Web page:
Roger, over: Orioles' streak ends at 10 Oates aims to maintain team's altitude, attitude

June 14, 1993|By Peter Schmuck | Peter Schmuck,Staff Writer

BOSTON -- The Orioles' longest winning streak in nearly six years ended yesterday, but there was room to wonder if it was just the beginning.

The club was supposed to compete for the American League East title, and now that no longer can be considered out of the question. Boston Red Sox right-hander Roger Clemens threw a body block in front of the 10-game streak with yesterday's 4-2 victory at Fenway Park, but the Orioles were busy looking to even better days ahead.

"It was disappointing, because you get used to winning," manager Johnny Oates said. "I just told the guys that it was a good run and let's go out tomorrow and start another one. We need to keep playing with the same intensity and excitement, score some runs and keep pitching and everything will be all right."

The turnaround took place in a hurry. The Orioles were at their low-water mark for the season -- nine games under .500 -- when they scored a 5-2 victory behind Fernando Valenzuela on June 2 at the Oakland Coliseum. Saturday's victory put them above .500 for the first time this year. They came up four short of a club record and one short of the longest winning streak in the majors this year, an 11-game run by the Los Angeles Dodgers in May.

It was a tremendous team effort. Eight pitchers recorded victories during the streak, which was the longest since the Orioles won 11 straight in 1987. Eight batters delivered a game-deciding RBI. Everything seemed to fall into place, and there was even room for hope yesterday when Brady Anderson lined a home run off the foul pole in right field to chip away at an early Red Sox lead.

No one thought it would last forever, but it lasted long enough to change the complexion of the season for the Orioles. If they can maintain their momentum through the rest of this 10-game road trip -- which continues with stops in Milwaukee and Cleveland -- they have a chance to put some pressure on the divisional front-runners by the All-Star break.

"You just keep plodding along and ride it as long as you can and try to get back to respectability," Oates said. "We can't let down now."

The downside for the Orioles was the way the first-place Detroit Tigers held their own in the past 12 days. The Orioles won 10 in a row and gained only 2 1/2 games on the division leaders. Still, they moved from 10 games back to 7 1/2 and gained significant ground on the second-place Toronto Blue Jays and third-place New York Yankees.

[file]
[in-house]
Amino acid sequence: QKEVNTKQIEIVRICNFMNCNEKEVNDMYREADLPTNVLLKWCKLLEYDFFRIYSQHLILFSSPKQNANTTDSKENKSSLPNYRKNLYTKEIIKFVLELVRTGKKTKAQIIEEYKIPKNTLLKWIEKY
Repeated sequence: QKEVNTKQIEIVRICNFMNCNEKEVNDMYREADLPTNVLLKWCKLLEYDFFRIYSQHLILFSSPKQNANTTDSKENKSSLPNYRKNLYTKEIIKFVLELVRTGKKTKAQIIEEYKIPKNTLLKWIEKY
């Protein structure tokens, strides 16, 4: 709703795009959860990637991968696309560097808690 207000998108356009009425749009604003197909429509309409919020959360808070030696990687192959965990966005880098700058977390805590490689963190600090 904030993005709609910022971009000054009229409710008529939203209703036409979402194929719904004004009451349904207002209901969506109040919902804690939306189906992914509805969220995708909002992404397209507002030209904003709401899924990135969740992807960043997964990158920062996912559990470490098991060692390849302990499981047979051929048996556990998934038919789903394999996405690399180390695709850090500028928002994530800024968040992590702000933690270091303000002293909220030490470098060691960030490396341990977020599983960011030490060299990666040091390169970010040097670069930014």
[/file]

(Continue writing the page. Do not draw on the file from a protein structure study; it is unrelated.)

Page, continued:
"I think we got ourselves back within striking distance," said pitcher Rick Sutcliffe. "We got lucky. Not many teams are going to win that many games in a row. It could have been a lot better, but Detroit has been hot.

"Now I think we've got to focus on winning some series. The way the schedule is set up, we can get back in this thing by winning two out of every three games."

The winning streak featured only one major offensive assault. The Orioles scored a 16-4 victory on Friday to run up their scoring average for the streak, but their success was the result of solid pitching and some very timely, if not abundant, hitting.

"The pitching has really come around," Sutcliffe said. "That's the one thing we need to continue. Good pitching takes a lot of pressure off the offense. Look at today's game, for instance. When we got behind 4-1, there weren't a lot of options offensively. We have to continue to give our manager and offense a chance."

The Orioles open a three-game series tonight against the Brewers at Milwaukee's County Stadium, hoping to put the strong pitching by Clemens behind them and begin anew. The past 12 days have featured one exciting moment after another, so the Orioles must guard against the possibility of a letdown.

"I can't worry about that," Oates said. "We need to come back with the same attitude tomorrow and go at them again."


The longest single-season winning streaks in Orioles history:

Year .. .. .. .. .. .. .. .. Wins

1973 .. .. .. .. .. .. .. .. 14

1978 .. .. .. .. .. .. .. .. 13

1987 .. .. .. .. .. .. .. .. 11

1966, '74, '80, '82, '93 ... 10

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